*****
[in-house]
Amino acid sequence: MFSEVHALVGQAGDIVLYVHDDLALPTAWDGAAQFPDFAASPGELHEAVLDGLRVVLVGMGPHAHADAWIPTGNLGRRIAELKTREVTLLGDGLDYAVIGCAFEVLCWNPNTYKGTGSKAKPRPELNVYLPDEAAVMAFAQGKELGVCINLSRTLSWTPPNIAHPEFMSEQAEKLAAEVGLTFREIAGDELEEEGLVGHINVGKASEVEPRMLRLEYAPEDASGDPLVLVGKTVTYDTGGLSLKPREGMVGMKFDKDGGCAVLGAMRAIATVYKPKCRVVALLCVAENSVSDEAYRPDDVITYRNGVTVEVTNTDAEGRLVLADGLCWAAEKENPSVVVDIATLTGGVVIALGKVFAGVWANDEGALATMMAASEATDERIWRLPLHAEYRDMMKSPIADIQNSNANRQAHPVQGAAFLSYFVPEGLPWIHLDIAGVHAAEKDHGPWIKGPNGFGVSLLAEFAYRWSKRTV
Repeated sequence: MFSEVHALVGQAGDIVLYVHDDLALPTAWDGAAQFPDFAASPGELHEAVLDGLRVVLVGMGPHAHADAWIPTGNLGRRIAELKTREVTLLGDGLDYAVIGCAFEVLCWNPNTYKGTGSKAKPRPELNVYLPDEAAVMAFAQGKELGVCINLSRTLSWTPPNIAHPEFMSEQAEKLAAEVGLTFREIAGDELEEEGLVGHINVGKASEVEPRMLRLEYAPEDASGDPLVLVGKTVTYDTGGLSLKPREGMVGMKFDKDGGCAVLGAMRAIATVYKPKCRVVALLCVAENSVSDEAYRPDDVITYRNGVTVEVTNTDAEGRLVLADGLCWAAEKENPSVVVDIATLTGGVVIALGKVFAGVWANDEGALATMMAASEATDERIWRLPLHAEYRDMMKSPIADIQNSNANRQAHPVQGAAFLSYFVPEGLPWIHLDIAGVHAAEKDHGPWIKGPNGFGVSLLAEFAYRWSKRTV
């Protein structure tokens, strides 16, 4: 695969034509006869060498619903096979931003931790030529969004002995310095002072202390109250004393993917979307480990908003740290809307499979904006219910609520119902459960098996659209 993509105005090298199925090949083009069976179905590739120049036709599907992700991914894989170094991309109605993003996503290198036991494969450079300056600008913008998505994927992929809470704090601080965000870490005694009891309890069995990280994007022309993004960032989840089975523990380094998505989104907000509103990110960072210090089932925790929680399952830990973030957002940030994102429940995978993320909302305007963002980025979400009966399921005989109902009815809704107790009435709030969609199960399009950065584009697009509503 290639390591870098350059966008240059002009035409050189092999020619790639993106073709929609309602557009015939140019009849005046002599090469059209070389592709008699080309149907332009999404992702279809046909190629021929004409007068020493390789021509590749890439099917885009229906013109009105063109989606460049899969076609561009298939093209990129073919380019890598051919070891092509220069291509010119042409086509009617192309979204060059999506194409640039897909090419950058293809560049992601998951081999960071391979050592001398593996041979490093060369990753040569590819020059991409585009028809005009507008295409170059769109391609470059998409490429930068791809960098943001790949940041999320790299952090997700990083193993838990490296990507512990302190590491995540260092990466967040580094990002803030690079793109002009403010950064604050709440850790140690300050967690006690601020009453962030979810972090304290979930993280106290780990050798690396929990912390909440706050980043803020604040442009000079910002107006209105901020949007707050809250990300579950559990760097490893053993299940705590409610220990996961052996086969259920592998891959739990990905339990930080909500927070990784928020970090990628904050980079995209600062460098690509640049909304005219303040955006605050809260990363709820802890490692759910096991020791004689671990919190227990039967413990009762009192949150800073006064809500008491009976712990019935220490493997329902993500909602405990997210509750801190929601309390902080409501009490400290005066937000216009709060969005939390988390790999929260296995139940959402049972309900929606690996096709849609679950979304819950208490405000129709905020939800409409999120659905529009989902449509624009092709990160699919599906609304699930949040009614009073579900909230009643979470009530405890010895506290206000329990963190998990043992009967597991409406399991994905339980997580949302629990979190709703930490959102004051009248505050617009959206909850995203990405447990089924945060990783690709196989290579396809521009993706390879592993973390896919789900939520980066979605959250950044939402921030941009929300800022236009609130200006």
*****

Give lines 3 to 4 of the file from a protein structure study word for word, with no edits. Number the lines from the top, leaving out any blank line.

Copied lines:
Repeated sequence: MFSEVHALVGQAGDIVLYVHDDLALPTAWDGAAQFPDFAASPGELHEAVLDGLRVVLVGMGPHAHADAWIPTGNLGRRIAELKTREVTLLGDGLDYAVIGCAFEVLCWNPNTYKGTGSKAKPRPELNVYLPDEAAVMAFAQGKELGVCINLSRTLSWTPPNIAHPEFMSEQAEKLAAEVGLTFREIAGDELEEEGLVGHINVGKASEVEPRMLRLEYAPEDASGDPLVLVGKTVTYDTGGLSLKPREGMVGMKFDKDGGCAVLGAMRAIATVYKPKCRVVALLCVAENSVSDEAYRPDDVITYRNGVTVEVTNTDAEGRLVLADGLCWAAEKENPSVVVDIATLTGGVVIALGKVFAGVWANDEGALATMMAASEATDERIWRLPLHAEYRDMMKSPIADIQNSNANRQAHPVQGAAFLSYFVPEGLPWIHLDIAGVHAAEKDHGPWIKGPNGFGVSLLAEFAYRWSKRTV
């Protein structure tokens, strides 16, 4: 695969034509006869060498619903096979931003931790030529969004002995310095002072202390109250004393993917979307480990908003740290809307499979904006219910609520119902459960098996659209 993509105005090298199925090949083009069976179905590739120049036709599907992700991914894989170094991309109605993003996503290198036991494969450079300056600008913008998505994927992929809470704090601080965000870490005694009891309890069995990280994007022309993004960032989840089975523990380094998505989104907000509103990110960072210090089932925790929680399952830990973030957002940030994102429940995978993320909302305007963002980025979400009966399921005989109902009815809704107790009435709030969609199960399009950065584009697009509503 290639390591870098350059966008240059002009035409050189092999020619790639993106073709929609309602557009015939140019009849005046002599090469059209070389592709008699080309149907332009999404992702279809046909190629021929004409007068020493390789021509590749890439099917885009229906013109009105063109989606460049899969076609561009298939093209990129073919380019890598051919070891092509220069291509010119042409086509009617192309979204060059999506194409640039897909090419950058293809560049992601998951081999960071391979050592001398593996041979490093060369990753040569590819020059991409585009028809005009507008295409170059769109391609470059998409490429930068791809960098943001790949940041999320790299952090997700990083193993838990490296990507512990302190590491995540260092990466967040580094990002803030690079793109002009403010950064604050709440850790140690300050967690006690601020009453962030979810972090304290979930993280106290780990050798690396929990912390909440706050980043803020604040442009000079910002107006209105901020949007707050809250990300579950559990760097490893053993299940705590409610220990996961052996086969259920592998891959739990990905339990930080909500927070990784928020970090990628904050980079995209600062460098690509640049909304005219303040955006605050809260990363709820802890490692759910096991020791004689671990919190227990039967413990009762009192949150800073006064809500008491009976712990019935220490493997329902993500909602405990997210509750801190929601309390902080409501009490400290005066937000216009709060969005939390988390790999929260296995139940959402049972309900929606690996096709849609679950979304819950208490405000129709905020939800409409999120659905529009989902449509624009092709990160699919599906609304699930949040009614009073579900909230009643979470009530405890010895506290206000329990963190998990043992009967597991409406399991994905339980997580949302629990979190709703930490959102004051009248505050617009959206909850995203990405447990089924945060990783690709196989290579396809521009993706390879592993973390896919789900939520980066979605959250950044939402921030941009929300800022236009609130200006």